Am I Less Deviant Now That I’m Older?

My wife and I had the pleasure of spending an amazing Shabbos with a very close friend of mine (and his brother) from my shanna bet year in Eretz Yisroel and college days. Shabbos afternoon my friend asked me a pretty simple question:
Am I less deviant (read punk, individualistic, free-thinking, non-iconoclast, etc) than I use to be? Good question. Although, I would have expected nothing less from him.

I have often wondered the same question myself. From the time I was in high school and became frum until now, how much have I changed? In terms of how I look, its a radical change. It’s rather easy to externally blend into a frum lifestyle. I pretty much look like most people on any given weekday or Shabbos. Years ago, I stopped trying to show my individuality by what I wore on the outside. If you met me, you’d think I’m a pretty normal guy. That’s because I am.His question did get me thinking, though. Have I changed or mellowed out over the years? Probably a bit of both. The conversation with my friend reminded me of two great quotes. Both of them are from an interview with Sonic Youth in SPIN magazine that I read back in September of 1992.

“If you’re not growing, then you’re not living.”
“At times, the most conservative people or ideas are really quite radical.”

We are defined by our thoughts, speech, and actions. I’m told that the Baal HaTanya wrote about this quite a lot. We should not be stagnate. Just as we are inclined to attach ourselves to Hashem through Mitzvah observance, our natural inclination is to grow. I believe the above quotes are a more modern day versions of this:
There is no blade of grass below that does not have a malach on high that smites it and says to it: Grow! (Bereishis Rabbah 10:6-7)
Something as seemingly simple like grass has an urge to grow. Something so basic, knows that there is more to life if you reach upward.

I gave this entry a lot of thought over the past few days. I think that there us much more room for individuality when you set parameters for measurable behavior. If one “marches to their own beat” then you don’t have any way to judge just how different you are than anyone else.

As I was writing this, I thought about Parshas Korach. I must admit, I really wasn’t thinking, but remembering Rav Soloveitchik’s view of Korach, as found in REFLECTIONS OF THE RAV . The Rav states that “Korach was committed to the doctrine of religious subjectivism, which regards one’s personal feelings as primary in the religious experience. The value of the mitzvah is to be found not in its performance, but in its subjective impact upon the person.” This was how Korach thought. Rav Soloveitchik felt that “there are two levels in religious observance, the objective outer mitzvah and the subjective inner experience that accompanies it. Both the deed and the feeling constitute the total religious experience; the former without the latter is an incomplete act, an imperfect gesture. The objective act of performing the mitzvah is our starting point. The mitzvah does not depend on the emotion; rather, it induces the emotion. One’s religious inspiration and fervor are generated and guided by the mitzvah, not the reverse.”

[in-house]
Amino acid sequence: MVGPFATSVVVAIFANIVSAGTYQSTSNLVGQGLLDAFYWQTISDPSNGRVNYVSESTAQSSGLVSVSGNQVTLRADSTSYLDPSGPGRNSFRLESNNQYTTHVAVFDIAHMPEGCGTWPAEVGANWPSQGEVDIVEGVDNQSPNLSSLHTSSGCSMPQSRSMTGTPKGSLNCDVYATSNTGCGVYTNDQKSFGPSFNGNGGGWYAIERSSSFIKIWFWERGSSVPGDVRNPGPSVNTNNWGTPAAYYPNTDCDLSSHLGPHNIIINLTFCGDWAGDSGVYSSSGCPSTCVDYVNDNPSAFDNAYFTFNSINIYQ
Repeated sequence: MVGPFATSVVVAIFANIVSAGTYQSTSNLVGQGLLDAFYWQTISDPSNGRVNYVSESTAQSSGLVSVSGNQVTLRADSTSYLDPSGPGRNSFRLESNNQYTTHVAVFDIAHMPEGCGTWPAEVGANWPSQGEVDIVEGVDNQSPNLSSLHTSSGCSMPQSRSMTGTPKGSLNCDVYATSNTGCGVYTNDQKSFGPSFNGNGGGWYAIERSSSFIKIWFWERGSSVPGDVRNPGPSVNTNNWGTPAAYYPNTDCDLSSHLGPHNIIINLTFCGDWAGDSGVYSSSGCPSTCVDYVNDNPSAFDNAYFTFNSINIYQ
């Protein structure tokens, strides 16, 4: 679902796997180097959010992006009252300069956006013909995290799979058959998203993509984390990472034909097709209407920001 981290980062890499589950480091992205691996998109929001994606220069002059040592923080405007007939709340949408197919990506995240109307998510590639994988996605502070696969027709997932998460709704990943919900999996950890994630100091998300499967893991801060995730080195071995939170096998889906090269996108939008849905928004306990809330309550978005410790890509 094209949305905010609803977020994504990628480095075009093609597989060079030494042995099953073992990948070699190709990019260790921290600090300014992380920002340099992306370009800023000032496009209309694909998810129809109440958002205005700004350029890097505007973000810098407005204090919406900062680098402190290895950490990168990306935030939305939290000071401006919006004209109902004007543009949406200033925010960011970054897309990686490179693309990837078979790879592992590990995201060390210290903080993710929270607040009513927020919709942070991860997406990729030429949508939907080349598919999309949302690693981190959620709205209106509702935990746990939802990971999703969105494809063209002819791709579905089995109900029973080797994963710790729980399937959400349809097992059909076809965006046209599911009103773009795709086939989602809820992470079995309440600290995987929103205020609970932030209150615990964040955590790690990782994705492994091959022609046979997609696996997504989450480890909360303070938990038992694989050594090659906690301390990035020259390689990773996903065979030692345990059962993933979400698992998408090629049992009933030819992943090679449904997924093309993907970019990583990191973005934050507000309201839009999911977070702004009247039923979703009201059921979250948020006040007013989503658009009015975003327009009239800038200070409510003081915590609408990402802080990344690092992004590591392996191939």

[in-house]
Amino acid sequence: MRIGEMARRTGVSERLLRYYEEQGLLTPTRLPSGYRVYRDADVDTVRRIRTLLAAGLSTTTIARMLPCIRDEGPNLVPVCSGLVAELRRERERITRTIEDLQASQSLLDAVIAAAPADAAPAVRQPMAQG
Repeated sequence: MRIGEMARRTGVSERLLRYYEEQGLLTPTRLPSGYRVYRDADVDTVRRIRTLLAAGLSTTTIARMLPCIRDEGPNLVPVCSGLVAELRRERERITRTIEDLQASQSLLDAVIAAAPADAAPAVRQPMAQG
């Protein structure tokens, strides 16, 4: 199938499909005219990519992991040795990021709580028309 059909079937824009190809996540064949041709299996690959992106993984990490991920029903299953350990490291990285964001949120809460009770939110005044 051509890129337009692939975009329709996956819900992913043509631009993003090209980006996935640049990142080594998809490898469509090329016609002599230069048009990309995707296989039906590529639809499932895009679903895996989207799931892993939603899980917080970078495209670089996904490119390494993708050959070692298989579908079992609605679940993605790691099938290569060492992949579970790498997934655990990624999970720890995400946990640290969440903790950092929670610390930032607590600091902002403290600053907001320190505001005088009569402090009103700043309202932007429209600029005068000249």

A few months ago felt compelled to actually submit something to bangitout.com in reference to a list I had seen a while back. I received the following response to my submission:This message was created automatically by mail delivery software.
A message that you sent could not be delivered to one or more of its
recipients. This is a permanent error. The following address(es) failed:
mailbox is full: retry timeout exceeded

Not good news for the Jews. I was pretty bummed. So I sent the email again. Same response.
In an attempt to answer the question that became the title of this posting, I submit the following:

My additions to “Top 10 ways you know you are a JEWISH HIPSTER”:
Your Itunes Library includes: Shlomo Carlebach, Shalsheles, Husker Du, C Lanzbom, Chaim Dovid, The Yitzhak Halevi Band, Rabbis Akiva Tatz and Moshe Weinberger, Bad Religion, and the Yeshiva Boys Choir
You turn “I Wanna Be Sedated” into a niggun
You quote the Kuzari and Kerouac in the same breath

You cancel your Rolling Stone subscription and start getting the JEWISH PRESS
Your cell phone ringer is a version of “Ki Va Moed” with killer electric guitar
On Sunday afternoons you Skateboard to Mincha, because the shul parking lot is good for shreddin’
Your wife’s mini-van’s radio is preset to both news-radio and the local alternative station
Your Shabbos Hat Box is covered with band stickers

When you hear the term “hardcore” you think of Black Flag and Novorodock
Your kids share your love of all things Piamenta


If you’re reading this (and you know who you are, because you went by a different name when you were younger) thanks. It was great seeing you again.

13 thoughts on “Am I Less Deviant Now That I’m Older?

  1. Rafi G

    There is something to be said for blending in.. I heard a Rosh Yeshiva of a baal teshuva yeshiva speak once at an oneg and the theme was just this topic. He said that dressing with the hat and jacket style is really just a social issue. It identifies you with the group you are part of. WHen you dress like the rest, it allows one to blend in. Once you blend in, you can get away with a lot more (individuality) than if you did not dress the part. If you dress as part of the group, the group is more forgiving in what it lets you do, than if you do nto dress as part of them.

    I do not really like that though. I have a friend who until a couple years ago wore only bow ties. I thought it was great. he had this thing and he stuck to it despite his being a little out of the ordinary. A couple of years ago his wife pressured him to stop with the bowties and wear regular neckties (he still wears bowties on yomtov, but only then) due to concerns of getting their children into schools and being thought of as normal. He regrest stopping but stopped anyway.